In addition to responding to immigration inquires from police agencies, the LESC answers the Homeland Security tipline (866 DHS-2ICE). During the federal fiscal year 2004 law enforcement technicians at the tipline answered more than 27,000 calls. Technicians and special agents at the LESC analyze the tips and those considered viable law enforcement leads are referred to the appropriate field office for further action. During the 2004 federal fiscal year the LESC forwarded more than 3,500 leads to field agents.

Members of the LESC team continue to enter ICE records into the NCIC and in 2004 federal fiscal year more than 51,700 were entered bringing the total number of ICE records in NCIC to 155,645. Records entered into NCIC include deported felons, absconders and NSEERS violators.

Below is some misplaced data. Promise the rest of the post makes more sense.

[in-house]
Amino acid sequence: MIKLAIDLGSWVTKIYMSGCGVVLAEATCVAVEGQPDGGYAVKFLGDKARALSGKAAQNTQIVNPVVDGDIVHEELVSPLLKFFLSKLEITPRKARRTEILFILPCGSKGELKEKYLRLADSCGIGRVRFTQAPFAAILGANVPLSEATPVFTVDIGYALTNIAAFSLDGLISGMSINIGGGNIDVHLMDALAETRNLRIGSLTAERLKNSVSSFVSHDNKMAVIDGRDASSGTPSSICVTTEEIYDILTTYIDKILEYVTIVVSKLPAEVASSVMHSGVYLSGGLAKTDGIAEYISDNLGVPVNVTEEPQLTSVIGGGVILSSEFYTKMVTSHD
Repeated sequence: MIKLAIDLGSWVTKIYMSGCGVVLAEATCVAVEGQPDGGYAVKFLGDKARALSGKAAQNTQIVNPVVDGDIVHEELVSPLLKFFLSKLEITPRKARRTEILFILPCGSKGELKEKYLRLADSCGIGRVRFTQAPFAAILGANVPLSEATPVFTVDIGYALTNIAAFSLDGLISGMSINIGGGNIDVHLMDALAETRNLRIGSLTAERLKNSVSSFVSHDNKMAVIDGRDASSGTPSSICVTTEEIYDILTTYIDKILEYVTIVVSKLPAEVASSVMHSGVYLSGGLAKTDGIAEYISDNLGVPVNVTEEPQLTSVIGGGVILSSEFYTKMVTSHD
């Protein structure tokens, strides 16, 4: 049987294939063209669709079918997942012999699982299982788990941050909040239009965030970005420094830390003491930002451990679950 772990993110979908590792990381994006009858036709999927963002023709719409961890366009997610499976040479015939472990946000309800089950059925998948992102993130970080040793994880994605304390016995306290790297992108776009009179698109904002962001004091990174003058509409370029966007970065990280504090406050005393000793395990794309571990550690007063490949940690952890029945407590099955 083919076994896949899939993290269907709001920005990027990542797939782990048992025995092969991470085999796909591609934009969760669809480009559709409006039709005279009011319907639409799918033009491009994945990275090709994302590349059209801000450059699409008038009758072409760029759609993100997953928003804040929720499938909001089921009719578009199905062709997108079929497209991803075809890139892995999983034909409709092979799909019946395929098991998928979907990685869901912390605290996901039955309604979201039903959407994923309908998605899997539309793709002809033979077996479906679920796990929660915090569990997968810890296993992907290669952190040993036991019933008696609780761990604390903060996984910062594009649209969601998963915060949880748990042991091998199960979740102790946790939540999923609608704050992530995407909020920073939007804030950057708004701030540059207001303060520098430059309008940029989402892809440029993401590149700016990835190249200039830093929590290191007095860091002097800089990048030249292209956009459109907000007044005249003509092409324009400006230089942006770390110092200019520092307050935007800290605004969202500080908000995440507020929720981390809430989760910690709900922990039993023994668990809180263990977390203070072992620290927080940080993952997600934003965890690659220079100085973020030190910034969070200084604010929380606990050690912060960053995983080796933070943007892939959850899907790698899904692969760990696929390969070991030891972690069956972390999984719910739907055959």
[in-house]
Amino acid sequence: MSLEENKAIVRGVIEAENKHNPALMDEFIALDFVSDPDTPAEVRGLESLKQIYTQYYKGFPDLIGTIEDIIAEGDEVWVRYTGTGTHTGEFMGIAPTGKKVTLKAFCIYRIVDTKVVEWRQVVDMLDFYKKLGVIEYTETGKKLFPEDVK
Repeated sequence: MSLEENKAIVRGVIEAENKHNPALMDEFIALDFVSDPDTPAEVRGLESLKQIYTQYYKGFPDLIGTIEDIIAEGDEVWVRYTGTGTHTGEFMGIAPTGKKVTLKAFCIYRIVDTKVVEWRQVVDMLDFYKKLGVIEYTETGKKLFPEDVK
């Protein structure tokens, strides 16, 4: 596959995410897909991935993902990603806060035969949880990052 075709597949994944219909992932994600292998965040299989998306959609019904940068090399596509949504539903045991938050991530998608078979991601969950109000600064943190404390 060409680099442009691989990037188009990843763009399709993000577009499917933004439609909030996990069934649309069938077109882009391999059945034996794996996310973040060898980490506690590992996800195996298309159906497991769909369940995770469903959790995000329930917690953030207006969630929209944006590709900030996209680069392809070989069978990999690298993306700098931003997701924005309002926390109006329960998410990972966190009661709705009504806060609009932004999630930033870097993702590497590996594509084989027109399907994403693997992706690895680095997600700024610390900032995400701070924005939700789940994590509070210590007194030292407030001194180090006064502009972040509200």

The LESC is the central point of contact for the Federal Bureau of Investigation's National Instant Criminal Background Check System (NICS) program established by the Brady Act. All foreign-born, noncitizen applicants to purchase a firearm in the United States who are checked by the FBI are also screened by the LESC for immigration status before being authorized to purchase or possess a weapon.   The LESC conducts nearly 5,000 Brady checks each month.

Similarly, the LESC provides immigration background information to the U.S. Secret Service on foreign-born individuals seeking to visit the White House. The LESC assists the Secret Service to screen nearly 3,500 potential White House visitors each month.